After an exciting morning, we all had the chance to partake in a free lunch. I had the (mis)fortune of sitting next to a gentleman from CMU whose job was to travel the world and meet researchers to learn the latest in cool inventions. Probably there was more to it than that, but that was the part I understood. He and two other gentlemen my age that he had met earlier in the day pontificated on the future directions of technology and its effects on our lives, while I struggled to keep up and not look dumb. It’s hard being a heads-down sort of techie and finding yourself thrust into a conversation with people whose job is to think big.
After that minor ordeal, the technical presentations started up again with Michael Stack explaining the virtues of HBase. One of his early remarks was that HBase doesn’t have any of that sissy RDBMS stuff. Well that’s good, we wouldn’t want to rile the DB folks, who already have a hard time grasping the obvious (to be fair, they have a follow-up article that is at least a little bit better than their original post). One interesting revelation was that HBase ran significantly slower than the numbers published in the BigTable paper, as little as 20%. Speculation that HDFS was to blame was made. That Hadoop is still a little immature is not a surprise, and clearly performance is not yet a major concern.
Next up was Bryan Duxbury of Rapleaf, who spoke of their use of HBase and Hadoop. Bryan is the one responsible for the Ruby support in HBase, by the way. He primarily discussed the performance of HBase. They are using a 64 node cluster, with a total of 2TB disk space and 64GB memory. After some experimentation, Bryan found that the compression built into HBase was a little slow, and that compressing the data in the client helped (less data going over the network, less processing for HBase when data is stored as-is).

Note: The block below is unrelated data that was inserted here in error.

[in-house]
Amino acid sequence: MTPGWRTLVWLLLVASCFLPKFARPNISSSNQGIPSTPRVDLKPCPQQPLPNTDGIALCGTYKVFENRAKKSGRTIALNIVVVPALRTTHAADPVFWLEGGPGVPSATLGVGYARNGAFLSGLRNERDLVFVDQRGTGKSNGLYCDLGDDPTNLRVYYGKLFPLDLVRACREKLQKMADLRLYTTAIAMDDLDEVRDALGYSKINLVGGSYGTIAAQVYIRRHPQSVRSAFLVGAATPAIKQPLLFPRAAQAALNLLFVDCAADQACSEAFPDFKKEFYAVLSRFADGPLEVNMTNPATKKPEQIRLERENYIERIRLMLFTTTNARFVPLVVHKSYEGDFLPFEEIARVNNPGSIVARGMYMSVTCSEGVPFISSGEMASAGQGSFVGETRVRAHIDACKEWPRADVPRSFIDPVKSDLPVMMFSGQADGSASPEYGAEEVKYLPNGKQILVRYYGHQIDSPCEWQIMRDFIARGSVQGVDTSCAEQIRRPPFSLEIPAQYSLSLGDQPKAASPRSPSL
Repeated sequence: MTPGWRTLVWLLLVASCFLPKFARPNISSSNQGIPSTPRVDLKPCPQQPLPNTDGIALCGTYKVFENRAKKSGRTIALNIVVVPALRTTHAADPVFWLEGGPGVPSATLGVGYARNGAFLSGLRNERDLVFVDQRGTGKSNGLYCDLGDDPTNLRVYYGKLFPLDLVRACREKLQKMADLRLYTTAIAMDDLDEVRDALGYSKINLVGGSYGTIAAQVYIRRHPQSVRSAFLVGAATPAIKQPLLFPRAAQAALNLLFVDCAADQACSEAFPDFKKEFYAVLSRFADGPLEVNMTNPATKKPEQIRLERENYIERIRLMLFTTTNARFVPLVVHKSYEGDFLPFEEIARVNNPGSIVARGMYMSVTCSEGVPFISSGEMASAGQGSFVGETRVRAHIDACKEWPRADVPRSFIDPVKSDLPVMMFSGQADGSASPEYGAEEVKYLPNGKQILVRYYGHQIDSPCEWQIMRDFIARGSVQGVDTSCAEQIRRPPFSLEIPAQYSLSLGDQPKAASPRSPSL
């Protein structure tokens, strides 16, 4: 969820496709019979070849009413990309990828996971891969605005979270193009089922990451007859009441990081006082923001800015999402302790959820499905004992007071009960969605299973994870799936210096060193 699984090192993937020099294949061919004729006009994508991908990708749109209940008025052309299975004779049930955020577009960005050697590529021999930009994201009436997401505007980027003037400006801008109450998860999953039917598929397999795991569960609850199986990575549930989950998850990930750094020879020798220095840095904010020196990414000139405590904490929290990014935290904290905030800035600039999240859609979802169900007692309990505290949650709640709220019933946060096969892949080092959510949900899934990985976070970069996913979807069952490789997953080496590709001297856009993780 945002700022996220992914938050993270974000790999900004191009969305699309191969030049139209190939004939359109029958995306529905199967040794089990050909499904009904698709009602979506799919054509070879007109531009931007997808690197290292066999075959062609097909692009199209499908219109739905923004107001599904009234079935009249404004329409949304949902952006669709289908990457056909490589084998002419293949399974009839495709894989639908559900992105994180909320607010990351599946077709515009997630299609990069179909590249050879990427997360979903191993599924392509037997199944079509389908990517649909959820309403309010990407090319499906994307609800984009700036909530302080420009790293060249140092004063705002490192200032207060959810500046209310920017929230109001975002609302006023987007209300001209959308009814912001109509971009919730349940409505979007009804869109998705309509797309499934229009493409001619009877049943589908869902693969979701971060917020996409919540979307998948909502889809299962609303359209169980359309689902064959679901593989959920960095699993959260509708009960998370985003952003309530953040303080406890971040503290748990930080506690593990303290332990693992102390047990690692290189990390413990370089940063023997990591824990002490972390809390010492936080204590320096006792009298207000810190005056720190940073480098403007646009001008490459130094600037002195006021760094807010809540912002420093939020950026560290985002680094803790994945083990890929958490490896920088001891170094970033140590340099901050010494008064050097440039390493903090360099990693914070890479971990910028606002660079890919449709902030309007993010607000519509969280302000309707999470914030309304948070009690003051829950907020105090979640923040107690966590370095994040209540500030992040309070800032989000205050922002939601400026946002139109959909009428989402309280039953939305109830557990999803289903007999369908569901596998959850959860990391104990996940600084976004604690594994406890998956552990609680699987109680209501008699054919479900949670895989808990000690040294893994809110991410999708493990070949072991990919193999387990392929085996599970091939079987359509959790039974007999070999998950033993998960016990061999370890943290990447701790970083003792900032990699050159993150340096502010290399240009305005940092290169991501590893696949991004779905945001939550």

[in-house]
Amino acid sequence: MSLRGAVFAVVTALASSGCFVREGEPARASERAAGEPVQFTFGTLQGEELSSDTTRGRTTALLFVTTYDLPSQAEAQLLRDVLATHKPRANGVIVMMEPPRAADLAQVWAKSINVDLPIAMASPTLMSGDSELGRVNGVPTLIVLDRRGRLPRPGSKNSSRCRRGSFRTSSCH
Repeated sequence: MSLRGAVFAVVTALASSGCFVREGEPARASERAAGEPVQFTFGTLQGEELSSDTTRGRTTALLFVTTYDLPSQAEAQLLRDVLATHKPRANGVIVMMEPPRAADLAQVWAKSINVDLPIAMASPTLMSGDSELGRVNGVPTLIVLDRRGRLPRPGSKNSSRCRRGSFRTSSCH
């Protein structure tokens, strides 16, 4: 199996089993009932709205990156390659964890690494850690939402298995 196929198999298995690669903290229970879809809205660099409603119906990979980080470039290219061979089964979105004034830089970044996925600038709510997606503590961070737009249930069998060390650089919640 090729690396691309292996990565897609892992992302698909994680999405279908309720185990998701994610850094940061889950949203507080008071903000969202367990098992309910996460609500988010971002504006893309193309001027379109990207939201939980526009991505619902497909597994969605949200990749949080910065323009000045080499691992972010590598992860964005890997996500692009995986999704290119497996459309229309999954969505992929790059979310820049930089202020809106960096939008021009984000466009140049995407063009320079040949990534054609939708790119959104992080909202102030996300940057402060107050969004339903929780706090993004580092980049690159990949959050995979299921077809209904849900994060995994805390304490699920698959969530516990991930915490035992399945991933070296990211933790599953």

Speaking of databases, the next talk was by two developers at Facebook who are working on Hive. It sounded to me like another database implemented on top of HDFS, with yet another query language. The good news was it resembled SQL and supports streaming (to programs written in languages other than Java). As far as I can tell, the project is not open source, so this is of little interest to me. Sure, I like hearing about these projects, but as with the Microsoft presentation, it’s all just “research” until you share your work with others to enable active discussion and collaboration.
Jinesh Varia from Amazon then presented on their use of Hadoop in relation to Amazon Web Services. He primarily spoke of the architecture of EC2 and SQS. A couple of interesting points were that SQS uses message queues to deal with machine failure, and S3 is a bottleneck when used from EC2. No word on how they are planning to address that. I got the impression that Amazon uses their own infrastructure extensively, with basically everything running on EC2. Definitely an interesting talk by an energetic speaker.
I’ll finish up with this mini-series on the Hadoop Summit in my next post.